The torture of Mumia Abu-Jamal
, a co-founder of Journalists for Mumia, reports on the inhumane conditions that former death row inmate Mumia Abu-Jamal is being subjected to.
ON DECEMBER 7, following the U.S. Supreme Court's refusal to consider the Philadelphia district attorney's final avenue of appeal, current DA Seth Williams announced that he would no longer be seeking a death sentence for the world-renowned death row journalist Mumia Abu-Jamal--on death row following his conviction at a 1982 trial deemed unfair by Amnesty International, the European parliament, the Japanese diet, Nelson Mandela and many others.
Abu-Jamal's sentence of execution was first "overturned" by a federal court in December 2001, and during the next 10 years, he was never transferred from death row at the level five Supermax prison, SCI Greene, in rural western Pennsylvania.
Shortly after the DA's announcement in early December, Mumia Abu-Jamal, now 57 years old, was transferred to SCI Mahanoy in Frackville, Pa., 100 miles from Philadelphia. Once there, it was expected that he would be released from solitary confinement and transferred into general population where he would finally have contact visits and generally less onerous conditions.
However, he was immediately placed in "administrative custody," in SCI Mahanoy's "Restrictive Housing Unit" where his conditions of isolation and repression are now, in many ways, more extreme than they were on death row.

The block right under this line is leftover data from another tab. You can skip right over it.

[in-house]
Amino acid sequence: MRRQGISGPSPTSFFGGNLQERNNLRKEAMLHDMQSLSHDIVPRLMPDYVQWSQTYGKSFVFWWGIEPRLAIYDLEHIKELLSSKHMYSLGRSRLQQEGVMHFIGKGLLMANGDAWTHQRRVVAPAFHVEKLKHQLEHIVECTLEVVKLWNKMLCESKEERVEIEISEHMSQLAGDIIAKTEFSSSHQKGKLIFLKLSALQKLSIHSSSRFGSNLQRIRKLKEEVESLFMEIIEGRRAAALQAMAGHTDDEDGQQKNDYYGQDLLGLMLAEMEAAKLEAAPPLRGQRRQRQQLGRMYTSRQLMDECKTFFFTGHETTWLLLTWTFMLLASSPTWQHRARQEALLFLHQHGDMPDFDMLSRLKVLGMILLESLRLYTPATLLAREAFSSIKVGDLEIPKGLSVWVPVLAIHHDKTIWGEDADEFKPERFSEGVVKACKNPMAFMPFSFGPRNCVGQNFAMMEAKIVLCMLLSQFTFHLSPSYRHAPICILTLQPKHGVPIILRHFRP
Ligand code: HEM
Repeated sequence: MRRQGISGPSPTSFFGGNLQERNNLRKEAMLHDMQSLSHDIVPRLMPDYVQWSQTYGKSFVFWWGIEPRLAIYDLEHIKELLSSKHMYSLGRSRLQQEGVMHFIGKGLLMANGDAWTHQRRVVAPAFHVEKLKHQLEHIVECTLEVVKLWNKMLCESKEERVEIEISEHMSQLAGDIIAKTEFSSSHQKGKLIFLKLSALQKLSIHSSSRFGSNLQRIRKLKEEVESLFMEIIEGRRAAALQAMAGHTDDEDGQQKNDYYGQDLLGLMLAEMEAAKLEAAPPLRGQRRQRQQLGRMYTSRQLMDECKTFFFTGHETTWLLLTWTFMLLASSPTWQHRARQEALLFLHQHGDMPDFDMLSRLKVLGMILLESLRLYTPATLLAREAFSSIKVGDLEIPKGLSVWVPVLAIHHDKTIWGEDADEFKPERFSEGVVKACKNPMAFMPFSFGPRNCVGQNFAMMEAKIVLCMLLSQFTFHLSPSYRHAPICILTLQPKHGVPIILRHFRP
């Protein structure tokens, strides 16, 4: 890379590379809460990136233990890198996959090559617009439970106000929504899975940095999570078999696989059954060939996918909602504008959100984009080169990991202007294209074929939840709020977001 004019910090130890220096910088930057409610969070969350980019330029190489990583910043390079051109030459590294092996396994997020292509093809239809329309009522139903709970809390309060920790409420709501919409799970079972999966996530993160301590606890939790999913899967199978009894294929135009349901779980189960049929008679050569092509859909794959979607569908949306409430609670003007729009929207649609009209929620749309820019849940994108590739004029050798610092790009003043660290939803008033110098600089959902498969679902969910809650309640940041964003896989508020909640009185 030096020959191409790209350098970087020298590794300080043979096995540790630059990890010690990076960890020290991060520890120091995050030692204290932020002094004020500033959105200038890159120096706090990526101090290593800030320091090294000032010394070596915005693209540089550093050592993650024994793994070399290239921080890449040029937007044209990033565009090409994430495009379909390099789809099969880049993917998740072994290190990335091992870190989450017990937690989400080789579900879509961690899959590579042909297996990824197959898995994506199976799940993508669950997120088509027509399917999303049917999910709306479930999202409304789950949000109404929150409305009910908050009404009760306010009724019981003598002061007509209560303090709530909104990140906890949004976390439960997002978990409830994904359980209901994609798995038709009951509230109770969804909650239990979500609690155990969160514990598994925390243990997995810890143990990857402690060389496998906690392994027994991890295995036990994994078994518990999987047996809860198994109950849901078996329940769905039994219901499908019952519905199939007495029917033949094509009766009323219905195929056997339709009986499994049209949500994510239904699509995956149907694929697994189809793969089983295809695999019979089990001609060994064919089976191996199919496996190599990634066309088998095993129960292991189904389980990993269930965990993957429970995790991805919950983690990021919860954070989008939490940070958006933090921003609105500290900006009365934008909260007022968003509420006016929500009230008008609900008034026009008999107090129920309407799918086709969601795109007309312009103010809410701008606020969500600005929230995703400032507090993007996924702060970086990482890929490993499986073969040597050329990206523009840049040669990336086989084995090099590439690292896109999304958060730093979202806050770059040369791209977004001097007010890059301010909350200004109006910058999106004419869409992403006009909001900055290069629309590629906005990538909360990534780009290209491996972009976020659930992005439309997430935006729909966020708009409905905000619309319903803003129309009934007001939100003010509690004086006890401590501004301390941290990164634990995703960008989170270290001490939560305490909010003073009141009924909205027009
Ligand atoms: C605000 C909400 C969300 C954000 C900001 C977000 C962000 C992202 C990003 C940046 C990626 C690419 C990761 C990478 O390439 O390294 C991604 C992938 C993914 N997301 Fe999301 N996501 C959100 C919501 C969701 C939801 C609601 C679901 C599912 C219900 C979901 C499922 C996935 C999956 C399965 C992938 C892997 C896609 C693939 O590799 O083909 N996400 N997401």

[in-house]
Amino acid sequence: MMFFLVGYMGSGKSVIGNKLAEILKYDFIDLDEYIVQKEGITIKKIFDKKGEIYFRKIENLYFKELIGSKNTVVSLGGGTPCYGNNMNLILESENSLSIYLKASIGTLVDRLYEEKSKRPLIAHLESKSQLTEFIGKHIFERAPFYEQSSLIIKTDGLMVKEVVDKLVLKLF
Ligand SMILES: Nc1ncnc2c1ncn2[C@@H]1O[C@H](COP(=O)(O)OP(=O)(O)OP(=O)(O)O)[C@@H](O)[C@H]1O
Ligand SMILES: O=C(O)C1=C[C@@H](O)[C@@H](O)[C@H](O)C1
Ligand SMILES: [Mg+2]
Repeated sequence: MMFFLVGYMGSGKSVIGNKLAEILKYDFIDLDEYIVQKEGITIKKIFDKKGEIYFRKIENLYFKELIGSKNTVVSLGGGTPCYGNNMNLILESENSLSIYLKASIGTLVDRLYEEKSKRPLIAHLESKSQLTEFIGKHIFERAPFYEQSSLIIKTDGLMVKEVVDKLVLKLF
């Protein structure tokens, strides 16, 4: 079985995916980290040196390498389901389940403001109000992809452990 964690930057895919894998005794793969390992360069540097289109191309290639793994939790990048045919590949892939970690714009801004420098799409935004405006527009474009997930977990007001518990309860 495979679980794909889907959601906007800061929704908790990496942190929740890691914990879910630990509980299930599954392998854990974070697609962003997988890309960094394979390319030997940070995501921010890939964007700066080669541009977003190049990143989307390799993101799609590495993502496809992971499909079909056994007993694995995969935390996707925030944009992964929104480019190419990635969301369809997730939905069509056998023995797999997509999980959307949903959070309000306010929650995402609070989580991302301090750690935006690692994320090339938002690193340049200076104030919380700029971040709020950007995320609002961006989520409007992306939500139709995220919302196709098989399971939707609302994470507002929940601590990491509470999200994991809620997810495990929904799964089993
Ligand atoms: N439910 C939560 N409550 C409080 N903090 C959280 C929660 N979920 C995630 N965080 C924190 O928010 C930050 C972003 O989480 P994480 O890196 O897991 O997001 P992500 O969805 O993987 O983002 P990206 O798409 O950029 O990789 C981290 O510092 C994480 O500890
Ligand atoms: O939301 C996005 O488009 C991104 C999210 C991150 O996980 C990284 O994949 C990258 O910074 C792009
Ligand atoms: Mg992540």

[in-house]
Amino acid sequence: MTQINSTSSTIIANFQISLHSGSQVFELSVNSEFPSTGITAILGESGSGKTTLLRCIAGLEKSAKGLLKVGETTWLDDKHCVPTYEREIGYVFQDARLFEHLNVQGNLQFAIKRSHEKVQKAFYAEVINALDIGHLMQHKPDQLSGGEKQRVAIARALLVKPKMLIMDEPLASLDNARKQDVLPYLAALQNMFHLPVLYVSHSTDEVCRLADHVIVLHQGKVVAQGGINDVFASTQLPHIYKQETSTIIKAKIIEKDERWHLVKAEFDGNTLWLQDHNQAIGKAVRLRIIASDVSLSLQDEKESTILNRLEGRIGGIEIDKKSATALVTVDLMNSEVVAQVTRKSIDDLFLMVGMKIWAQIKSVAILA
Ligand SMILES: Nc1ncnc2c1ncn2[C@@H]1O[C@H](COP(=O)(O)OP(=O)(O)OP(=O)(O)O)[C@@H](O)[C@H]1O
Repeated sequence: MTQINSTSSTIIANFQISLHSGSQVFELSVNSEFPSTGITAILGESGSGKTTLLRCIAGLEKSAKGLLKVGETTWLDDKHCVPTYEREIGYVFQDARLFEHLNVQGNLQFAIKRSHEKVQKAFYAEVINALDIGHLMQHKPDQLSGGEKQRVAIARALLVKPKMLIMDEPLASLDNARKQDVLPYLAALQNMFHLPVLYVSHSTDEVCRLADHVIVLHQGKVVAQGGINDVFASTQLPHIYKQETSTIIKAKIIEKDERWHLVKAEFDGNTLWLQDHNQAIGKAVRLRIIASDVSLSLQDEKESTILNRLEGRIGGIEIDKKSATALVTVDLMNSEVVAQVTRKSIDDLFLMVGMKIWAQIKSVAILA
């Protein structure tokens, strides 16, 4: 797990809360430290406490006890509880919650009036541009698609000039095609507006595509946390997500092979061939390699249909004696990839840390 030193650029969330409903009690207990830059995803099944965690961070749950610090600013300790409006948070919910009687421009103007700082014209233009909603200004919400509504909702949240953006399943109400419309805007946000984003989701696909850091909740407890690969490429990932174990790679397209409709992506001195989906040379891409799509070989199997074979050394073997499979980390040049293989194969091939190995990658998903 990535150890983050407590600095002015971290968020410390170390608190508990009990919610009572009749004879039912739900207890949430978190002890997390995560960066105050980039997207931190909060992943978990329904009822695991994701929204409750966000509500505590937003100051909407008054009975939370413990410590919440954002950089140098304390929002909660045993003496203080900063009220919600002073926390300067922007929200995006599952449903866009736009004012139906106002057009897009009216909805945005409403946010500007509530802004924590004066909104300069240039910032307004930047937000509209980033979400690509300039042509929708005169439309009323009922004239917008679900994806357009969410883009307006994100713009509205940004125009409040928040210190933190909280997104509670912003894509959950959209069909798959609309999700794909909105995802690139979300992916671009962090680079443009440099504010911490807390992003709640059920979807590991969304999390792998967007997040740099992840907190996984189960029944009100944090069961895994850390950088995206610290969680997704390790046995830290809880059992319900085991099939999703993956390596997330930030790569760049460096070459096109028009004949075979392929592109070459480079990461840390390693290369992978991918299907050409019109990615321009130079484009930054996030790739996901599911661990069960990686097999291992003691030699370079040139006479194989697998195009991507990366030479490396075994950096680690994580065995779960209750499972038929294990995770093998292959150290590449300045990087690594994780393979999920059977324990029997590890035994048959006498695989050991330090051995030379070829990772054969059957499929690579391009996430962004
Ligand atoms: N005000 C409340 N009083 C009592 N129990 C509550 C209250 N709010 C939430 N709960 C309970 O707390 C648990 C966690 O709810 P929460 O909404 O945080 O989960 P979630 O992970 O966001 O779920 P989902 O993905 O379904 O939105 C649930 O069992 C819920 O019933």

Presently at SCI Mahanoy, Mumia Abu-Jamal is shackled around his ankles and wrists whenever he is outside his cell, even to the shower and during already restricted visits--where he is already behind Plexiglas. Before going to the yard, he is subject to strip searches before and after the visit. He is only allowed bits of paper to write notes on, with a rubber flex pen, and four books (no shelves); no access to news reports; letters delayed; glaring lights on 24 hours a day; only one brief phone call to his wife and one to an attorney; no access to adequate food or commissary; and more.
In the first week of January, at Abu-Jamal's request, supporters began a campaign directed at the Pennsylvania Secretary of Corrections, SCI Mahanoy, and DA Seth Williams, demanding that Abu-Jamal be immediately transferred to the general population. The National Lawyers Guild (for whom Abu-Jamal serves as the vice president) has released a statement and created an online petition demanding his transfer to general population.
Furthermore, Abu-Jamal has asked for supporters to not just call for his release from the hole, but to challenge the very practice of solitary confinement and what are called in Pennsylvania "Restricted Housing Units."
Supporting Abu-Jamal's call to action, the Human Rights Coalition, a Pennsylvania-based prison activist organization, explains that "Mumia may be in solitary, but he is not alone. The PA Department of Corrections holds approximately 2,500 people in solitary confinement on any given day, many of them for years at a time."
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IN 2001, U.S. District Court Judge William Yohn first "overturned" Mumia Abu-Jamal's death sentence, ruling that for a death sentence to be reinstated, the Philadelphia district attorney must first hold a sentencing-phase jury trial, where the jury could only decide between execution or life without parole. The DA immediately appealed this ruling, in an effort to execute Abu-Jamal without bringing him to court before a jury in Philadelphia.